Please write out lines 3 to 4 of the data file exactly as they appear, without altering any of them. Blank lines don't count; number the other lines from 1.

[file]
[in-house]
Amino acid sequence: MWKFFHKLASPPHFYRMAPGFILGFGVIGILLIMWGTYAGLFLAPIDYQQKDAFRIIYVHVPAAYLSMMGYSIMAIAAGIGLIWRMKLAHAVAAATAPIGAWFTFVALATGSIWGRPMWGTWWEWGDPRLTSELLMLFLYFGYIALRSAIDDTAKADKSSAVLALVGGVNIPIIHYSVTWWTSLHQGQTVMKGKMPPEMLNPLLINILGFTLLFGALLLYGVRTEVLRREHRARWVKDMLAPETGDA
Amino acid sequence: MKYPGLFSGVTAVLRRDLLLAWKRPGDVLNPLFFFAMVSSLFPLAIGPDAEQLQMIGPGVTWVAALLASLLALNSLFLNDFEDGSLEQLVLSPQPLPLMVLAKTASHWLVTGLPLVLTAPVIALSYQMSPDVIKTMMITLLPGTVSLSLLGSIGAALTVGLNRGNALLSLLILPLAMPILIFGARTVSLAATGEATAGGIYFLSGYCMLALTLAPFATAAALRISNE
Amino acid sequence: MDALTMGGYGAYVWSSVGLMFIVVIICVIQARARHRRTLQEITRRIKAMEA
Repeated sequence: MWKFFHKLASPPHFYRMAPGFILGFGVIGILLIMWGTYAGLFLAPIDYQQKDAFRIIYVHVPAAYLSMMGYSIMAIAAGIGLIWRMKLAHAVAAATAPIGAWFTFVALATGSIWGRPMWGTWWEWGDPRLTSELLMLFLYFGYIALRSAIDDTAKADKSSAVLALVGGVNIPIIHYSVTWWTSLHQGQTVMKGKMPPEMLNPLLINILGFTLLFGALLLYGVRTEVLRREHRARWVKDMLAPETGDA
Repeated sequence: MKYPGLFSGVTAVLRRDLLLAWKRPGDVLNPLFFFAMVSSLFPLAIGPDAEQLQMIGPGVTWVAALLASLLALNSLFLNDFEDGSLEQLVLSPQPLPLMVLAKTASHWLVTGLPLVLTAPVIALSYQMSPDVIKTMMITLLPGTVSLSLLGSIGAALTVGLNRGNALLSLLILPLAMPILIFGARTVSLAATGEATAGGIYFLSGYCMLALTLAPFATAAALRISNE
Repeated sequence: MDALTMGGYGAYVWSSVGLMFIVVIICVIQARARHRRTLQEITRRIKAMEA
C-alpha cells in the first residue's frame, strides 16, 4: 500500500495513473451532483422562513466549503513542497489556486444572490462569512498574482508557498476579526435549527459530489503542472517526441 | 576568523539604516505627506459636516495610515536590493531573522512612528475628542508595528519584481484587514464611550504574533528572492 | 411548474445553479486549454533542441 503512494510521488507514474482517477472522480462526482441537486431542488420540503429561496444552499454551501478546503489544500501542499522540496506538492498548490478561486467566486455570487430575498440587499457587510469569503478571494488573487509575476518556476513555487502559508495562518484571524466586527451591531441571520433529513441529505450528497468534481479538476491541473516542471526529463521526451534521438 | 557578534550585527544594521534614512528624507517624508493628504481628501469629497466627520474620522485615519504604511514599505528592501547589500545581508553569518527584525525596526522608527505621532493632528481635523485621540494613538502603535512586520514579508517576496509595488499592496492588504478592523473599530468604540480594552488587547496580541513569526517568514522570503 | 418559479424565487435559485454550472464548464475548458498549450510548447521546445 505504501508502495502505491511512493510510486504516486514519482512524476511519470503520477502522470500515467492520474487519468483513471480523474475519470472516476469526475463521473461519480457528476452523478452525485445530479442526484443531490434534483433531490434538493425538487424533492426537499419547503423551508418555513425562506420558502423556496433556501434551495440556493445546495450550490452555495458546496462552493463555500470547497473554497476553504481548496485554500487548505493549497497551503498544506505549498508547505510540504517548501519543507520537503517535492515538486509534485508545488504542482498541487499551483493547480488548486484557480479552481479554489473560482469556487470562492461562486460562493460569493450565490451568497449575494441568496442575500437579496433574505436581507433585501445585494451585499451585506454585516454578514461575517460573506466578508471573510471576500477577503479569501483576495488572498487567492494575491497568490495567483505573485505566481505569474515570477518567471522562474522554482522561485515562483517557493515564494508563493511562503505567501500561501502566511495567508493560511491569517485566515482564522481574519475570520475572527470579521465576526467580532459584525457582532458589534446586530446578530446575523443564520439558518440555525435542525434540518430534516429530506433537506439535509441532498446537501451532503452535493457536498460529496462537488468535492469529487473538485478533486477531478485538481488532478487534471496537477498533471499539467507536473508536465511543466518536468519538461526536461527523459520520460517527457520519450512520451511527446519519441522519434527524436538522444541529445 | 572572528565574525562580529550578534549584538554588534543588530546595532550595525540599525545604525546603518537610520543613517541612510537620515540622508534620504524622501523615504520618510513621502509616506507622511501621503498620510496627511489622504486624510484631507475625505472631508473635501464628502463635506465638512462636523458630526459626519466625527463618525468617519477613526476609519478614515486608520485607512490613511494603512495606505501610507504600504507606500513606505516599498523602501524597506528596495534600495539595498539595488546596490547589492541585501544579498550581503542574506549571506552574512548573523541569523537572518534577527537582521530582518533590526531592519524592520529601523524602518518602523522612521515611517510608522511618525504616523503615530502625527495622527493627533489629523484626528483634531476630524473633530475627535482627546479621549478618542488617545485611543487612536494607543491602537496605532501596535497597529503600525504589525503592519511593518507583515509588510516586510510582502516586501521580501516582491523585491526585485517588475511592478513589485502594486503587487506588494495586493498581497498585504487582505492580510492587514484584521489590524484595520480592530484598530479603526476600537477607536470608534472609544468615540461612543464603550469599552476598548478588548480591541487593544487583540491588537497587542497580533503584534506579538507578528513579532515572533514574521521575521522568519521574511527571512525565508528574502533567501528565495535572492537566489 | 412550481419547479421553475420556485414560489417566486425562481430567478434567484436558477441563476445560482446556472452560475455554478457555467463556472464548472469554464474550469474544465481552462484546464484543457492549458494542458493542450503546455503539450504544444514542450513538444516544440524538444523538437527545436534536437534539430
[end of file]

Amino acid sequence: MKYPGLFSGVTAVLRRDLLLAWKRPGDVLNPLFFFAMVSSLFPLAIGPDAEQLQMIGPGVTWVAALLASLLALNSLFLNDFEDGSLEQLVLSPQPLPLMVLAKTASHWLVTGLPLVLTAPVIALSYQMSPDVIKTMMITLLPGTVSLSLLGSIGAALTVGLNRGNALLSLLILPLAMPILIFGARTVSLAATGEATAGGIYFLSGYCMLALTLAPFATAAALRISNE
Amino acid sequence: MDALTMGGYGAYVWSSVGLMFIVVIICVIQARARHRRTLQEITRRIKAMEA